Australia Post is trialling a locally-made electric trike in the suburbs of Melbourne. The Stealth OzPod (photo above) has a carrying capacity of up to 720 litres and can travel up to 50 kmh.
This follows Australia Post’s order for 1,000 three-wheeled electric delivery vehicles from Swiss manufacturer Kyburz earlier this year, adding to its existing fleet of 150 Kyburz trikes.
Once the vehicles are delivered, Australia Post will be the nation’s largest electric vehicle fleet operator. Australia Post also operates electric bikes - it expects to have another 4000 electric bikes on the road in the next three years.
The trikes are used to deliver letters and small parcels in suburban areas. According to Kyburz, its vehicles allow posties to carry up to 100 small parcels and 1200 letters.
These electric vehicles are replacing Australia Post’s compact petrol-powered postie bikes. Going electric in the last mile will help Australia Post meet its target of reducing carbon emissions by 25 per cent by 2020 (compared to 2000).
Already Australia Post has achieved a reduction in carbon emissions of 20 per cent, despite the continuing growth in delivery points.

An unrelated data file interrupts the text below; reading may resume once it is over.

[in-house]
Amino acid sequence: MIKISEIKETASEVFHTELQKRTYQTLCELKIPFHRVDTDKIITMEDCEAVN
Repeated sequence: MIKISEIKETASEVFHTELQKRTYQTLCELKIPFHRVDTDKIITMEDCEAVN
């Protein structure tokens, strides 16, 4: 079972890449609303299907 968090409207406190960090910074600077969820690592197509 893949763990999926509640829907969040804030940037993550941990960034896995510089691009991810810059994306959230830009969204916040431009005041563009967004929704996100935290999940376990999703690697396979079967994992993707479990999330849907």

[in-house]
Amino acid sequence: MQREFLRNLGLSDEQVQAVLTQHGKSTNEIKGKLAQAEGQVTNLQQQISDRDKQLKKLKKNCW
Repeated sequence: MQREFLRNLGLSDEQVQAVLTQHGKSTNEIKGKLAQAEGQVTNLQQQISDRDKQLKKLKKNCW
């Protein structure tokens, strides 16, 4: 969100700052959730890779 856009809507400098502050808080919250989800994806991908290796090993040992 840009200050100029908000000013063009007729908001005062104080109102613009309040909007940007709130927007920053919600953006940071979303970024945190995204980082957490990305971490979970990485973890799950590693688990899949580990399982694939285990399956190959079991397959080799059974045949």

Last year Australia Post signed a deal for 1300 Mercedes-Benz Sprinter and Vito vans. Mercedes-Benz has produced an all-electric eSprinter, so the post’s extensive van fleet may yet go electric. Australia Post has previously trialled a number of electric vans.
There has been some talk in Australia of creating congestion zones or low emission “green” zones, but nothing has been put in place. Nonetheless, Australia may yet follow the lead of European countries.
“The British prime minister has just announced a target of zero emissions by 2050. If other governments take a similar stance electric vehicles will need to be used extensively…and fast.” - Marek Różycki, Managing Partner, Last Mile Experts
Here’s what the Kyburz vehicles look like in Australia Post’s livery:
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